As we exercise our individual and collective responsibility to reduce viral transmissions to preserve human health, we can still exercise our responsibility to act for environmental health. We can use this solitary time to reassess our current habits and develop new ones that are better for the planet.
Here are ways to take action for the planet while social distancing — we hope they’ll stick, even after our global health crisis subsides.
Go plant-based and compost:
When you’re stuck in your house, time is your friend. Now is the time to get creative and break those food ruts! Maybe you made a resolution to eat more plants this year, or maybe you just want to boost your immune system with an abundance of vitamin-rich fruits and vegetables. Either way, now is the time to get creative with your cooking.
Try some new plant-based recipes — Non-perishable foods, like canned or dry beans and rice, are easy to prepare and nutritious. It’s always important to save leftovers and reduce food waste, and this is an especially good time to be making the most of what you have. If you have any produce that has gone bad and you can’t use, try composting. You can compost in a tupperware and store it in your freezer, under the sink, on a balcony, wherever!
Reading over streaming:
Reading is good for the mind, the soul and it turns out, the planet: A pastime like reading easily replaces streaming, which is notoriously carbon-intensive. So, dust off that massive book you’ve been meaning to read, and get to work. Also, if you’re craving sports amid a “sports-less” pandemic, why not crack open a biography about your favorite athlete or sports moment? Since libraries are closed, opt for an e-book through your library’s digital platform.
When life gives you lemons… make disinfectants:
When trying to fight a very contagious virus, cleaning products and disinfectants are our best friends. Whether it might be because your store is out of stock, or because you enjoy natural solutions, you can skip the harsh chemical sprays in favor of safer alternatives. Plus, they’re probably already in your pantry.
If you’re making homemade disinfectant solutions, sprays and wipes using hydrogen peroxide and alcohol, just make sure your mix is 70% alcohol, and leave it to dry on its own. White vinegar and vodka are power cleaners, easily cutting through grease and removing mildew, odors, stains and wax buildup. For surfaces that need to be cleaned — but not sterile — lemons can also be used to clean non-porous surfaces. For extra points, reuse existing spray bottles in your home instead of buying new ones!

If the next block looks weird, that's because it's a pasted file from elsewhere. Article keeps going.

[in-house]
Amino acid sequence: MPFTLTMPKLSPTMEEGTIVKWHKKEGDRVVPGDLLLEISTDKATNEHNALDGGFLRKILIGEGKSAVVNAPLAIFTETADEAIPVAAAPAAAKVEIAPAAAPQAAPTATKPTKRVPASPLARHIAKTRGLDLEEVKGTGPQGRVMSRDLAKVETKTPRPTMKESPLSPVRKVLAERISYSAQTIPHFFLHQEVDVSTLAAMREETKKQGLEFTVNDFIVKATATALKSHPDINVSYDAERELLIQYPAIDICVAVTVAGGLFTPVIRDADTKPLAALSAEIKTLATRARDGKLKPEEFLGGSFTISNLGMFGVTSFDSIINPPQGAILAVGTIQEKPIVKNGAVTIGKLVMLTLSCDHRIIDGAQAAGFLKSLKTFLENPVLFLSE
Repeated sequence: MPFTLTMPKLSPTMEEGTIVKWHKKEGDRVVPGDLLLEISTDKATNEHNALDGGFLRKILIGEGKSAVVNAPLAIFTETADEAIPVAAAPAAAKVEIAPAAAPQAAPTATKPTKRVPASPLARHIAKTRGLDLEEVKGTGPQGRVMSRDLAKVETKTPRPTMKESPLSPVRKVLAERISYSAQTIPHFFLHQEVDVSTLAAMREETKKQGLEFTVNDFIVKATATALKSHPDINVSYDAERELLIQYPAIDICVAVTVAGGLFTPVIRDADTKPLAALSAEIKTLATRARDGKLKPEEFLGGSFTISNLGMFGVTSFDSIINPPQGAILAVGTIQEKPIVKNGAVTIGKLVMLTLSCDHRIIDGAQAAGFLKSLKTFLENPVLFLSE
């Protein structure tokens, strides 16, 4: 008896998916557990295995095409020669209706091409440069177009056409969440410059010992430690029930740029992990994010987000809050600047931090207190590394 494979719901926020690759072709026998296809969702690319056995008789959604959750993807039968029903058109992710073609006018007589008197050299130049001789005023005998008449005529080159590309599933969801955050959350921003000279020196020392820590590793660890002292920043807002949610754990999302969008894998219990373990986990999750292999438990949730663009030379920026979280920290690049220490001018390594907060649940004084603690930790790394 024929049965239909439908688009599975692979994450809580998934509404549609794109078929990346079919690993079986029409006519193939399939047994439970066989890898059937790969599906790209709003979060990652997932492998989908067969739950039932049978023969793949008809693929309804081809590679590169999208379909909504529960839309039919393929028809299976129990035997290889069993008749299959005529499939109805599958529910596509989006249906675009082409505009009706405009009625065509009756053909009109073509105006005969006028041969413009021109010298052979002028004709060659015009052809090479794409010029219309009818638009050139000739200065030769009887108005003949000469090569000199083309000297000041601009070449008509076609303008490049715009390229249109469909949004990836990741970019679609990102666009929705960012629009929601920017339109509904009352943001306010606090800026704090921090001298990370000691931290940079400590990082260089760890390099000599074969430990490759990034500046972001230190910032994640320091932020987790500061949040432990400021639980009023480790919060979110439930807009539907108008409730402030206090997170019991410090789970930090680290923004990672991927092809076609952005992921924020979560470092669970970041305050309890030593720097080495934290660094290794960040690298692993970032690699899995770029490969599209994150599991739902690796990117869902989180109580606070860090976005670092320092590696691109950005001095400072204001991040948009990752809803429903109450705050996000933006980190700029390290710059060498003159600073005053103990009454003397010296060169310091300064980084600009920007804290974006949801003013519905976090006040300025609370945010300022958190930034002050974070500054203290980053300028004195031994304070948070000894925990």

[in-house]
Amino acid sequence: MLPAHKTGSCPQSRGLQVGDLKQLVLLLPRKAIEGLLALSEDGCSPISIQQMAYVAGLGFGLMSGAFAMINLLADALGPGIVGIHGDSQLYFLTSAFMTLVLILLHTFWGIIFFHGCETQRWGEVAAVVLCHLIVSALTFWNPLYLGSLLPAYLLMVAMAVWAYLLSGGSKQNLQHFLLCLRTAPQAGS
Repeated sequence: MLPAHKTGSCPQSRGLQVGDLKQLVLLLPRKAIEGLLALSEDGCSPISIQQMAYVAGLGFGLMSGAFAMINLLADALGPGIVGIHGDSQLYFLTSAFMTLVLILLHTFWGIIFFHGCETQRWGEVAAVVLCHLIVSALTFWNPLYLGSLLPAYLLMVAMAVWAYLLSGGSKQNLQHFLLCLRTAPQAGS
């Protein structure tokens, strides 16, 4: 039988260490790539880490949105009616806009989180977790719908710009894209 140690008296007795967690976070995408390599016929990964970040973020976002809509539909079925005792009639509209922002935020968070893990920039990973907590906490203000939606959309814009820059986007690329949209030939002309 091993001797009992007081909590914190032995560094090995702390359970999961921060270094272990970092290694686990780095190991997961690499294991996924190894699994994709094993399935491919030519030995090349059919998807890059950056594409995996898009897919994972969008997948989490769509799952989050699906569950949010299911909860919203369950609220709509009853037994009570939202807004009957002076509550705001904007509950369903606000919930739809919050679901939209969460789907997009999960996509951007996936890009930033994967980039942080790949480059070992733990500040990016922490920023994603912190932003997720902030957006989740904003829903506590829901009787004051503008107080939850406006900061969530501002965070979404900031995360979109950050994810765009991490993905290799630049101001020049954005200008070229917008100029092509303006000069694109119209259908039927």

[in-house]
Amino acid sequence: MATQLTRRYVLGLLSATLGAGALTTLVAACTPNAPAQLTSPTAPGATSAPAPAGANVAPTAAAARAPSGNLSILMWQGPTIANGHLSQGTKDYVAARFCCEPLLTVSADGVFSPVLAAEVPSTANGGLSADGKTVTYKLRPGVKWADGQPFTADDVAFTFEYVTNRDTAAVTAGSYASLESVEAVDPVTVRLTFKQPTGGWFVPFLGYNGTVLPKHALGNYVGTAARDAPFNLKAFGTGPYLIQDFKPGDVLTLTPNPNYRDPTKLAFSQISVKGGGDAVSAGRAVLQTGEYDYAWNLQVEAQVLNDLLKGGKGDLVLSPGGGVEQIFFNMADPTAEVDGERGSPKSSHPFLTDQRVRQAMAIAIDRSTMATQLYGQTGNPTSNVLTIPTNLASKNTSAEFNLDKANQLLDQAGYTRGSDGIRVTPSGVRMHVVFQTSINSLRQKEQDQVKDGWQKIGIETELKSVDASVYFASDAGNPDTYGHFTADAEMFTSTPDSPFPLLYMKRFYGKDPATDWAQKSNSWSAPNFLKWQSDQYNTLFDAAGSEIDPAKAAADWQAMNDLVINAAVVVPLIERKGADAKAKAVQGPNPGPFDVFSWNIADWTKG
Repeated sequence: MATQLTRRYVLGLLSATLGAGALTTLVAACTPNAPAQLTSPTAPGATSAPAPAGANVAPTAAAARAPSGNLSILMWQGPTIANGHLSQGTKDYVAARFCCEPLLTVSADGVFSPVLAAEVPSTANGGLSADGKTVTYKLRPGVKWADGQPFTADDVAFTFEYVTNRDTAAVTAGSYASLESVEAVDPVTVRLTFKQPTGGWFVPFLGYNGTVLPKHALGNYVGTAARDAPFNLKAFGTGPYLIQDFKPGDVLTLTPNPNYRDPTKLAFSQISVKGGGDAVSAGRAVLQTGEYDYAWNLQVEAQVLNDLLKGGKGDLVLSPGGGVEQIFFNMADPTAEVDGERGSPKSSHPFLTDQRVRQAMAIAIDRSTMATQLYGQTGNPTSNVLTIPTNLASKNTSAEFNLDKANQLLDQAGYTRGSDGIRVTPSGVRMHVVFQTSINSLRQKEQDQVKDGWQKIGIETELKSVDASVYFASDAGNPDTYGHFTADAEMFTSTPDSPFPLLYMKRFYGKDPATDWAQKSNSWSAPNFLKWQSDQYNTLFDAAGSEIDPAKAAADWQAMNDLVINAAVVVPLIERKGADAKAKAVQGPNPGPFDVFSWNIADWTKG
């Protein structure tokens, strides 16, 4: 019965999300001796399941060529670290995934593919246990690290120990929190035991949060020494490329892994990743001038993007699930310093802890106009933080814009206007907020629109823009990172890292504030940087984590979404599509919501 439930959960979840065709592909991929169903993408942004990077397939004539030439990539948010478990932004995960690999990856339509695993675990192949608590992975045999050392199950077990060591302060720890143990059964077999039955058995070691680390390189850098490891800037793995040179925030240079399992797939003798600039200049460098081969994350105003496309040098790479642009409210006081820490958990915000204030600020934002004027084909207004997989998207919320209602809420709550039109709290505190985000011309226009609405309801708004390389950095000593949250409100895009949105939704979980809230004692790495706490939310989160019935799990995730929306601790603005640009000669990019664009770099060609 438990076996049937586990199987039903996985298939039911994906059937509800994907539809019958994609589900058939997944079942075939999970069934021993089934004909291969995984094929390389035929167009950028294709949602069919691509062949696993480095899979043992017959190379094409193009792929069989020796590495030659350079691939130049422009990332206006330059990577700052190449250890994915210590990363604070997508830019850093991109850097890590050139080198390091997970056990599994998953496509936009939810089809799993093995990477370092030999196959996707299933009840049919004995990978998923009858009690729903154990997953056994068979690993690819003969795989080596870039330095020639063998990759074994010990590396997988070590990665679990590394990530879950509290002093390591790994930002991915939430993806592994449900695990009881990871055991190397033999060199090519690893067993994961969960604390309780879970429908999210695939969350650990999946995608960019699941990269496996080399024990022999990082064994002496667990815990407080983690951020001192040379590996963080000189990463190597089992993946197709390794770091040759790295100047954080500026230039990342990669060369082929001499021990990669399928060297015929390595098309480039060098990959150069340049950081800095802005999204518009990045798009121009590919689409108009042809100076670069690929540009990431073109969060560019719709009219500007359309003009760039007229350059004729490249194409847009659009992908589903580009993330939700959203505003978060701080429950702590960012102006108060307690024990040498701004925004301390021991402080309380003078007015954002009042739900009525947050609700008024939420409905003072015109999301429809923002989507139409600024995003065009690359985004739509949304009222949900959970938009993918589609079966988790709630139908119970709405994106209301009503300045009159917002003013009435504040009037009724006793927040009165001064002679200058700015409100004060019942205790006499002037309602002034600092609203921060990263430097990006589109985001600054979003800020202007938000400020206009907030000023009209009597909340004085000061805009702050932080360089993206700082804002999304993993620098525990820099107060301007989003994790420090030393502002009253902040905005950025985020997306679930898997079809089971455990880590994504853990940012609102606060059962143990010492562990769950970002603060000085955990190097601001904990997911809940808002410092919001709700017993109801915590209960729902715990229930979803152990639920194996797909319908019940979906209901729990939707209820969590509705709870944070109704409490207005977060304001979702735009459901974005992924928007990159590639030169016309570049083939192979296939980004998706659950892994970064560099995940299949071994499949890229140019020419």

Switch to green power:
Did you know you may have a green power option available? Not everyone can put up solar panels or connect to a windmill, but more and more electric utilities are offering green power options, where you can sign up to get some, most or all of your electricity from renewable energy sources. While some utilities may charge a small premium, you likely will find savings in your bill over time. Contact your local electric utility today — it will be worth it.
Take stock, and make stock:
Being stuck at home allows us to take stock of what we already have, and what we don’t need more of. You might be surprised to find that those jeans you had crammed in the back of your closet are back in style. Knowing what you already have can prevent you from making impulse or unnecessary purchases in the future, thus reducing your consumer footprint in the long-run.
Also, everyone’s always telling you to “use your vegetable scraps to make stock” — now you finally have the time to do it! Throw all your veggie scraps into a pot, add some dried-up and forgotten herbs you found at the back of your fridge (just me?), add water and let them simmer away for a few hours. Strain and use this stock to make some soul-comforting dishes like ramen, risotto or just plain soup.
Start a garden exchange:
Start a neighborhood garden or seed exchange, as well as a repurposed wood (for building raised garden beds) and dirt swaps, with your neighbors — now we’re growing our spring gardens together, but separately. To ensure safe social distancing, exchange seeds, wood and dirt by leaving them in front of homes, or set up times to exchange them in a safe manner.
Keep your body moving:
Social distancing doesn’t mean we have to stay indoors all day. Take 20 minutes to get outdoors and take a walk around the block, explore new trails or go for a bike ride. Many of these spaces allow you to connect with others from a safe distance. Spending time in nature, especially among trees, significantly reduces stress and anxiety, improves mood, energy, sleep and boosts the immune system.
Compliments of The Green Committee at St. Anne’s